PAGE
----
Friday, November 8, 2013

Our Journey on the Three Capes Loop

ended at Pacific City, Oregon and the site of our intended lunch destination – the Pelican Pub & Brewery.
“Whether by chance or fate, one of Oregon’s finest brewpubs inhabits one of the state’s finest backdrops. The Pelican Pub & Brewery shares an otherworldly beautiful chunk of beach with Cape Kiwanda and looks out at a larger-than-life basaltic monolith known as Haystack Rock, standing guard like a sentry in the Pacific Ocean. In this setting you could probably get away with serving cafeteria food and still do bang-up business. Instead, Pelican Pub & Brewery hand crafts award-winning beer and creates menu items inspired by, prepared with, and meant to be enjoyed along side of those same brews made on-site…” (Adam Sawyer at

We decided to forgo photographing Haystack Rock until after lunch and proceeded inside where we learned that there would be a half hour to forty-five minute wait for a table. This is a weekday! This is October!! Where did all these people come from? And, of course, the waiting area is part of the pub’s “store” where one can purchase sundry Pelican Pub related items.
“In 1995, Jeff Schons and Mary Jones purchased an old brick building on the oceanfront in Pacific City. Over Sunday morning coffee, Jeff and Mary came up with the idea of opening an oceanfront micro-brewery. As they knew almost nothing about the brewing process, they decided to attend a Craft Brewers conference in Portland.

“While at the conference it occurred to Mary that there might be a brewer there that might be interested in joining the Pelican Pub & Brewery. On a hand-written 3 x 5 note card tacked to a bulletin board, Mary scribbled the details of what they were looking for.

“It was this note card that caught Darron Welch's attention. After several eager phone calls to Jeff and Mary, Darron and his fiancé moved to Pacific City and Darron began brewing test batches of beer down the street in mini-storage units while the Pelican was under construction.
"On May 4, 1996, the Pelican opened its doors and the rest is history” (
History and a lot of awards. The hallway leading to the restrooms is lined with framed ribbons won at numerous beer competitions.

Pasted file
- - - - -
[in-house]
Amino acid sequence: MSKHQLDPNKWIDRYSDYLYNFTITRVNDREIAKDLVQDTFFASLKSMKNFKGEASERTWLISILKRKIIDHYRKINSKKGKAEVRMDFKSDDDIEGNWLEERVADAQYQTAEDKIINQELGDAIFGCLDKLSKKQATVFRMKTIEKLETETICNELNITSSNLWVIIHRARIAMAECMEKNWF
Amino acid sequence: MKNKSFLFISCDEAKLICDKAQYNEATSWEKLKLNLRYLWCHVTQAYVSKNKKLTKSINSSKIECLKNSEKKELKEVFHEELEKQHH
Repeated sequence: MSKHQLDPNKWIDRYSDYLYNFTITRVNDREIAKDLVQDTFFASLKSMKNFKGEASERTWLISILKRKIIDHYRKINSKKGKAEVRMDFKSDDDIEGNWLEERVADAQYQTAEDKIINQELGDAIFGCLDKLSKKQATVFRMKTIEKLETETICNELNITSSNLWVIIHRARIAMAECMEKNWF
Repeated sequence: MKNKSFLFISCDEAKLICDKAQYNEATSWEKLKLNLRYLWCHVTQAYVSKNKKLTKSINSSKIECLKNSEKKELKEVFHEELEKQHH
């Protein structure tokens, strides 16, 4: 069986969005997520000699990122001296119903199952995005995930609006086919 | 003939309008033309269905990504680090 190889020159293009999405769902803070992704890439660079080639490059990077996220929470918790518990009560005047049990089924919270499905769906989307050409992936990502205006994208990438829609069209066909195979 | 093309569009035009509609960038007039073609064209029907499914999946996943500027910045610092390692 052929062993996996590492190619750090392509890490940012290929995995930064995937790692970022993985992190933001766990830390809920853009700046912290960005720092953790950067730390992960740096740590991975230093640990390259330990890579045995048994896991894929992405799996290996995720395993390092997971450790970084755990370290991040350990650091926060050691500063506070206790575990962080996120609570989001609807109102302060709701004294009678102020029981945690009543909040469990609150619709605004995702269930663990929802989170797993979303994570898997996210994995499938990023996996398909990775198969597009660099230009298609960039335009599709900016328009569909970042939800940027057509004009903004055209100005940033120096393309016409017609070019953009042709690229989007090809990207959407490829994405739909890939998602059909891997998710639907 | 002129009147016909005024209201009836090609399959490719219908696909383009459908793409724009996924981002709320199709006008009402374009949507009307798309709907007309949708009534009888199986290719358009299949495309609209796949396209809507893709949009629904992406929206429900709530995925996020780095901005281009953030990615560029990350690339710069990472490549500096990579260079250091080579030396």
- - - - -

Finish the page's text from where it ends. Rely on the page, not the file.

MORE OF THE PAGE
In 2013 alone, Pelican Brewery was the winner in the Large Brewpub and Large Brewpub Brewer categories, won the silver medal for their Silverspot IPA, and was awarded bronze medals for their Tsunami Stout, Doryman’s Dark Ale, and Kiwanda Cream Ale.
“The Pelican serves ‘Beer Cuisine’ and has taken it to levels very few, if any, are capable of producing. By using beer-related ingredients in menu items and producing flavor notes in beer that compliment the food, the Pelican works diligently to create perfect pairings. They believe that beer is more versatile than wine as a flavor ingredient in cooking, and can pair with a much larger variety of foods…” (Adam Sawyer at And each menu item lists one or more beers that best compliment that menu item.

So each of us ordered the recommended beer for one of our dishes. My beer was one of the 2013 Bronze Medal winners—the Doryman's Dark Ale—that is described at as having “…a dark brown color, with a balanced aroma of roasted malts and Northwest-grown hops. The sweetness of the ale, crystal, and chocolate malts blend beautifully with the assertive flavors of Cascade and Mt. Hood hops.”
The Doryman's Dark Ale (left) and the Kiwanda Cream Ale

Chuck selected another of that year’s Bronze Medal recipients—the Kiwanda Cream Ale—that is described at as “…pale gold with a fruity, floral hop aroma. A sweet malty flavor and a smooth dry finish round out this tasty, refreshing brew!”

I began with a cup of the Tsunami Stout Chili which is described on the menu as being made with “tender pieces of pork and beef, ancho and pablano chilies, black and kidney beans, and is topped with Tillamook cheese and green onions.”
This was really quite good with large chunks of meat and nicely flavored with cumin.

Chuck started with a cup of the pub’s “award winning” clam chowder that was thick with clams, potatoes, onions, celery and—most important, pepper bacon—in a rich base containing heavy cream, butter, and clam base.
I’m not sure what award the chowder won, but it was quite good.

Had we stopped with the beer, chile, and chowder, we would have walked away happy. But we didn’t stop there, and this is where our meal fell into the abyss of bad bar food.

We decided to share two appetizers—the Calamari and the seafood quesadilla. Now I am always skeptical of menu descriptions but describing the calamari as: “The best calamari you'll ever have!” was an outright lie.
This was awful. The squid itself was ultra chewy, but even worse was the undercooked coating. How do you overcook and undercook at the same time? And the excess of banana peppers added nothing.

But if the calamari were bad, the quesadilla was worse. This was to be a “(s)lightly spicy mix of cod, rockfish, salmon, and Oregon pink shrimp with Tillamook Pepperjack, folded into flour and corn mix tortillas, served with pico de gallo and sour cream.”
My first reaction was: “What is that seasoning?” It totally obscured the taste of the fish and shrimp. My second, after noticing that the plate contained a small pile of shredded cabbage, “This is no quesadilla. This is a fish taco. And a bad one at that.”

Good beer. Good chile. Good chowder. Awful calamari and quesadilla. Which, incidentally, came to the table about two minutes after the chile and chowder. All of this adds up to a 2.0 Addies.

And after all of that, by the time we left the restaurant, the light had changed, and we couldn’t even get good photographs of Haystack Rock.

To review the role of Adler, Kitty Humbug, and the Addie rating system, read the November 14, 2011 blog.

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